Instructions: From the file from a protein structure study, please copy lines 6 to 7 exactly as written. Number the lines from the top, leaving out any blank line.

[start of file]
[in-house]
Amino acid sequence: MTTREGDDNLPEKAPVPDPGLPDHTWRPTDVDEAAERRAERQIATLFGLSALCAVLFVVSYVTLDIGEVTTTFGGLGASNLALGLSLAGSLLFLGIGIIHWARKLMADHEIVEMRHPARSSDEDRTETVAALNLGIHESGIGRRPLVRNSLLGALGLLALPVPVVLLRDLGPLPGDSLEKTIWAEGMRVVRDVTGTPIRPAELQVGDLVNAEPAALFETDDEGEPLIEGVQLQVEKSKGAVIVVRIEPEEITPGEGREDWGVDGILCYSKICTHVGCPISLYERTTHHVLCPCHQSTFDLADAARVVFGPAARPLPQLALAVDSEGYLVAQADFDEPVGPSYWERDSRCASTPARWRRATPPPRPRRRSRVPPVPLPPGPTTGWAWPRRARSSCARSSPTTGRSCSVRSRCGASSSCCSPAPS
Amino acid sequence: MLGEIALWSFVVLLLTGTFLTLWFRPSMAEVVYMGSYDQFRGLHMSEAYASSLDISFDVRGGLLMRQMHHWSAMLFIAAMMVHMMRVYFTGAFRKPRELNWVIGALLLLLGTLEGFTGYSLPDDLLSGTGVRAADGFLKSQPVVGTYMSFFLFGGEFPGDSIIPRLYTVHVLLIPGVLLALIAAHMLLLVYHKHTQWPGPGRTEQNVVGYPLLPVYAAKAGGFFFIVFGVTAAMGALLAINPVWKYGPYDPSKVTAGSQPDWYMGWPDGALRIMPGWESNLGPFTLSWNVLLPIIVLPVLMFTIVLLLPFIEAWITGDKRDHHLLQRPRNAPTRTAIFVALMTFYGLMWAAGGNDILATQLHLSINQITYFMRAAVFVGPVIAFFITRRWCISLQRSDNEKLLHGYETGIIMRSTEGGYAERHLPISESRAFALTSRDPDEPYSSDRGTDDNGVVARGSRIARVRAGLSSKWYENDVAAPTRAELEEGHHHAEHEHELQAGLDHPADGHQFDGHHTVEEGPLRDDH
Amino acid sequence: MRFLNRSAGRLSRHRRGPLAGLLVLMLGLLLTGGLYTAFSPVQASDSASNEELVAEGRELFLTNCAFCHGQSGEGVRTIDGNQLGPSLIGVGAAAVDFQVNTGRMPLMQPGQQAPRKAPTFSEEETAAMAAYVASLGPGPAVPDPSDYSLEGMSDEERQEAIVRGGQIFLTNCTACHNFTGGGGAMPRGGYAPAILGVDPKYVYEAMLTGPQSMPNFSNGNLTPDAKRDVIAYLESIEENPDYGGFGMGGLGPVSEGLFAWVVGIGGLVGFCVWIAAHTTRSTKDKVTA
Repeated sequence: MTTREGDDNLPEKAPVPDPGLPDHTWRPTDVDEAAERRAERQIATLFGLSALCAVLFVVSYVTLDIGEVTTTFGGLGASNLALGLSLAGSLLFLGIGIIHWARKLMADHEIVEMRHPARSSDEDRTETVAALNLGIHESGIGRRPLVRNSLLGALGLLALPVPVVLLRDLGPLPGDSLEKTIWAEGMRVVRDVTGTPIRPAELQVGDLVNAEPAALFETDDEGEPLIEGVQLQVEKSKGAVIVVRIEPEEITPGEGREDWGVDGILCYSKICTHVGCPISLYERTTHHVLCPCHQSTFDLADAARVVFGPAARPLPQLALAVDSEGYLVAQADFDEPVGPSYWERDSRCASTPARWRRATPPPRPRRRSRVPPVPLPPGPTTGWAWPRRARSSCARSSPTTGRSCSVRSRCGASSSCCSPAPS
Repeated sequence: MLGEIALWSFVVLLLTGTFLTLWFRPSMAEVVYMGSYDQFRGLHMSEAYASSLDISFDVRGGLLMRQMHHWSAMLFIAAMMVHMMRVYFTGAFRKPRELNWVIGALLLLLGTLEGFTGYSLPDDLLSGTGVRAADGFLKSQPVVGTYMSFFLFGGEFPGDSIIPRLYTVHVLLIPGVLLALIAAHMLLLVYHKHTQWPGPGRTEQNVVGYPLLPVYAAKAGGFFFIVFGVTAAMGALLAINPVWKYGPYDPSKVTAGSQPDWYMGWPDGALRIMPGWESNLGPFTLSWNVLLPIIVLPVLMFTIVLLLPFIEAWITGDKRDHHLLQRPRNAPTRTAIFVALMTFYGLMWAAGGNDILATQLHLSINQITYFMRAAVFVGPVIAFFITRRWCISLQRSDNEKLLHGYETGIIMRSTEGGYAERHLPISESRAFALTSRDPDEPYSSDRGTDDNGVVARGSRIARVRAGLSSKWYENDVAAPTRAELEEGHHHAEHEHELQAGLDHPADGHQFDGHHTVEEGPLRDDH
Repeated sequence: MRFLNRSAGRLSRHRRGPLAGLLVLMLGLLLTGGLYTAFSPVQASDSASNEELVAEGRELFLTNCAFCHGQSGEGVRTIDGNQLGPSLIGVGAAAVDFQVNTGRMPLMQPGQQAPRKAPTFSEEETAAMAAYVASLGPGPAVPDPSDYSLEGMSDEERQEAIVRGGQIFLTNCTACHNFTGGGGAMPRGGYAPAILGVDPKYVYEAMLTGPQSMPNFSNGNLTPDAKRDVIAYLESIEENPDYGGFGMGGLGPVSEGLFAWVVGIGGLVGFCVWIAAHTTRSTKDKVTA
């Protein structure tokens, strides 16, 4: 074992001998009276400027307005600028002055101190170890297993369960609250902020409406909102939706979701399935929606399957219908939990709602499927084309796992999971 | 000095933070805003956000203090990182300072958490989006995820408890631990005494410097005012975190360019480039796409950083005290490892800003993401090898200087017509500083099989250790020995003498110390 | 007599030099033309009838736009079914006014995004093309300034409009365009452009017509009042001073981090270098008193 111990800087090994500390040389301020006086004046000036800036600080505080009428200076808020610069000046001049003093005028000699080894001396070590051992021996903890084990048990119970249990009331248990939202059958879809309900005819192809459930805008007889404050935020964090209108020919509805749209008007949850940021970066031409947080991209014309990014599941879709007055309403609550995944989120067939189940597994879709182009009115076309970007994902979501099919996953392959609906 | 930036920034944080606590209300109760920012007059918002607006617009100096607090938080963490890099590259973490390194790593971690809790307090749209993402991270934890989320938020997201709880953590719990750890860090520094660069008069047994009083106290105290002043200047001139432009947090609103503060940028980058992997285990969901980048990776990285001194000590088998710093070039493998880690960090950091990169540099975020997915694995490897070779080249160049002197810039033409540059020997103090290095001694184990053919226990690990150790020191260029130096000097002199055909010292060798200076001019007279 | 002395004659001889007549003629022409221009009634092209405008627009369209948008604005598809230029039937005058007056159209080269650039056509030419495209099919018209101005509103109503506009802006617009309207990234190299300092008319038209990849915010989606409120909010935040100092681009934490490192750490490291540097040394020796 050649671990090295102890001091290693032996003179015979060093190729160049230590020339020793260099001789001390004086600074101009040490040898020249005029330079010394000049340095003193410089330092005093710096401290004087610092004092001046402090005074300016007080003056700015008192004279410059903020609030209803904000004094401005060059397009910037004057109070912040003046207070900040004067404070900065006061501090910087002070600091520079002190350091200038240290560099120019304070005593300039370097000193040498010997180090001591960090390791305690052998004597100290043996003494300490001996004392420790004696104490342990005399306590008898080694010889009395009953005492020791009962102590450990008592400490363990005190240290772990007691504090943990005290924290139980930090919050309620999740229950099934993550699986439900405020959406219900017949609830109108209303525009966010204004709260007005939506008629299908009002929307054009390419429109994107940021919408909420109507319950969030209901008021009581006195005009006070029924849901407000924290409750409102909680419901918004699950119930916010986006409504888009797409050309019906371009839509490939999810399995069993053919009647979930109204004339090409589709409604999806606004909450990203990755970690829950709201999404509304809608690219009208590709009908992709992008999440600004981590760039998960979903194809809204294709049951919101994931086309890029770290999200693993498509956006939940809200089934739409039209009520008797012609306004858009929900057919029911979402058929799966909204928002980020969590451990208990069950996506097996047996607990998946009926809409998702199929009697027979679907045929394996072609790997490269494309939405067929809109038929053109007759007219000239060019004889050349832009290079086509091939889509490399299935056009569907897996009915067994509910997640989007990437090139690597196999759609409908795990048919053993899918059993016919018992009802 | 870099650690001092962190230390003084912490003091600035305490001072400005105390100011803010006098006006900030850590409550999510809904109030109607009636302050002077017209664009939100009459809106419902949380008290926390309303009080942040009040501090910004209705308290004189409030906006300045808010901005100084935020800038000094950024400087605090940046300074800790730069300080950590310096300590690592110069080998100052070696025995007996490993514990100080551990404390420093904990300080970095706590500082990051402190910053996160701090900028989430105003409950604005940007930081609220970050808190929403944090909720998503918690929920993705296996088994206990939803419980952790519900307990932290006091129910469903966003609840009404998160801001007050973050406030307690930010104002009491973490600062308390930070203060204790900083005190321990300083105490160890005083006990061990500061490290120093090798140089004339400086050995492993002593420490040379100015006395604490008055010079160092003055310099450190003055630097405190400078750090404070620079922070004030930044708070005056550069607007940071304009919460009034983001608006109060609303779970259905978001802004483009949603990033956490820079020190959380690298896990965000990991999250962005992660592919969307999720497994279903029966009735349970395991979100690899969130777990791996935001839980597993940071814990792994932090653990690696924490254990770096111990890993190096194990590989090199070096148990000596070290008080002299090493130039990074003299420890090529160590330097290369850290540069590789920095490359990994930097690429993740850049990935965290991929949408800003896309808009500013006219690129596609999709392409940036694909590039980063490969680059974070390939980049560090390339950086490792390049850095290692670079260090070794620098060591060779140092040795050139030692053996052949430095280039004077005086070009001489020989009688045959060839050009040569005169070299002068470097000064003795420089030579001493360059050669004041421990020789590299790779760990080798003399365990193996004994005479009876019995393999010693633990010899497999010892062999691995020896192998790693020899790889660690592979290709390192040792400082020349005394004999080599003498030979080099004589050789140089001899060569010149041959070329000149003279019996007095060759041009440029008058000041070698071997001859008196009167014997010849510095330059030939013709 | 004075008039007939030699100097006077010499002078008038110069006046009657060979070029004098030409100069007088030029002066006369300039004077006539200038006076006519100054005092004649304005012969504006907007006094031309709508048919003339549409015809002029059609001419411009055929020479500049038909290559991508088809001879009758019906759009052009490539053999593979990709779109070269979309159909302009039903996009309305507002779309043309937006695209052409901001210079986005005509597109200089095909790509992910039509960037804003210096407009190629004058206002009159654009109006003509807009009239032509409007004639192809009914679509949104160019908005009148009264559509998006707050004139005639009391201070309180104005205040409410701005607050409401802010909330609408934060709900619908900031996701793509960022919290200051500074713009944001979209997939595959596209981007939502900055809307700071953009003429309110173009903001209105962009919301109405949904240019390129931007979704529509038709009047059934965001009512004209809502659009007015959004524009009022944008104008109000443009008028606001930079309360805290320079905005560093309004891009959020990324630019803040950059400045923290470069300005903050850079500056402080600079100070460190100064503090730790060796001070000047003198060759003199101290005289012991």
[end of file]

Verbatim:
Repeated sequence: MLGEIALWSFVVLLLTGTFLTLWFRPSMAEVVYMGSYDQFRGLHMSEAYASSLDISFDVRGGLLMRQMHHWSAMLFIAAMMVHMMRVYFTGAFRKPRELNWVIGALLLLLGTLEGFTGYSLPDDLLSGTGVRAADGFLKSQPVVGTYMSFFLFGGEFPGDSIIPRLYTVHVLLIPGVLLALIAAHMLLLVYHKHTQWPGPGRTEQNVVGYPLLPVYAAKAGGFFFIVFGVTAAMGALLAINPVWKYGPYDPSKVTAGSQPDWYMGWPDGALRIMPGWESNLGPFTLSWNVLLPIIVLPVLMFTIVLLLPFIEAWITGDKRDHHLLQRPRNAPTRTAIFVALMTFYGLMWAAGGNDILATQLHLSINQITYFMRAAVFVGPVIAFFITRRWCISLQRSDNEKLLHGYETGIIMRSTEGGYAERHLPISESRAFALTSRDPDEPYSSDRGTDDNGVVARGSRIARVRAGLSSKWYENDVAAPTRAELEEGHHHAEHEHELQAGLDHPADGHQFDGHHTVEEGPLRDDH
Repeated sequence: MRFLNRSAGRLSRHRRGPLAGLLVLMLGLLLTGGLYTAFSPVQASDSASNEELVAEGRELFLTNCAFCHGQSGEGVRTIDGNQLGPSLIGVGAAAVDFQVNTGRMPLMQPGQQAPRKAPTFSEEETAAMAAYVASLGPGPAVPDPSDYSLEGMSDEERQEAIVRGGQIFLTNCTACHNFTGGGGAMPRGGYAPAILGVDPKYVYEAMLTGPQSMPNFSNGNLTPDAKRDVIAYLESIEENPDYGGFGMGGLGPVSEGLFAWVVGIGGLVGFCVWIAAHTTRSTKDKVTA